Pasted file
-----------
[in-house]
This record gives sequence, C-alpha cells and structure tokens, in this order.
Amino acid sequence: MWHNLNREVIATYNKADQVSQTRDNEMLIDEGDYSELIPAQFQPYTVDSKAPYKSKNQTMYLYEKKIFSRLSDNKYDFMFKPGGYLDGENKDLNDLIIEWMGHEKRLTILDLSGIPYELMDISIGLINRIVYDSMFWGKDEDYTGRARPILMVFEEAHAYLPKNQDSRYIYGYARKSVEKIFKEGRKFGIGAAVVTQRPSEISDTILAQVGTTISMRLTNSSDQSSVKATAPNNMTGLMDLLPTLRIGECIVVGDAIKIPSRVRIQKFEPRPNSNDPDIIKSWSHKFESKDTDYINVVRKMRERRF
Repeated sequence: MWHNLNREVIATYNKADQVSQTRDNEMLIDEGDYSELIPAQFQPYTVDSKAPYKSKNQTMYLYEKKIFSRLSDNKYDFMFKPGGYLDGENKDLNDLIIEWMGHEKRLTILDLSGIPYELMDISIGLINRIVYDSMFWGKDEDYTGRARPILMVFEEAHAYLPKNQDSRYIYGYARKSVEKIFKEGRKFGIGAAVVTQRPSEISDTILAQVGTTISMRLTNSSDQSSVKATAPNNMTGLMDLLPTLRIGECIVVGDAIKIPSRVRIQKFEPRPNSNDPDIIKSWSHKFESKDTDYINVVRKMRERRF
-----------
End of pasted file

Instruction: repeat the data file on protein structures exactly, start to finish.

[in-house]
This record gives sequence, C-alpha cells and structure tokens, in this order.
Amino acid sequence: MWHNLNREVIATYNKADQVSQTRDNEMLIDEGDYSELIPAQFQPYTVDSKAPYKSKNQTMYLYEKKIFSRLSDNKYDFMFKPGGYLDGENKDLNDLIIEWMGHEKRLTILDLSGIPYELMDISIGLINRIVYDSMFWGKDEDYTGRARPILMVFEEAHAYLPKNQDSRYIYGYARKSVEKIFKEGRKFGIGAAVVTQRPSEISDTILAQVGTTISMRLTNSSDQSSVKATAPNNMTGLMDLLPTLRIGECIVVGDAIKIPSRVRIQKFEPRPNSNDPDIIKSWSHKFESKDTDYINVVRKMRERRF
Repeated sequence: MWHNLNREVIATYNKADQVSQTRDNEMLIDEGDYSELIPAQFQPYTVDSKAPYKSKNQTMYLYEKKIFSRLSDNKYDFMFKPGGYLDGENKDLNDLIIEWMGHEKRLTILDLSGIPYELMDISIGLINRIVYDSMFWGKDEDYTGRARPILMVFEEAHAYLPKNQDSRYIYGYARKSVEKIFKEGRKFGIGAAVVTQRPSEISDTILAQVGTTISMRLTNSSDQSSVKATAPNNMTGLMDLLPTLRIGECIVVGDAIKIPSRVRIQKFEPRPNSNDPDIIKSWSHKFESKDTDYINVVRKMRERRF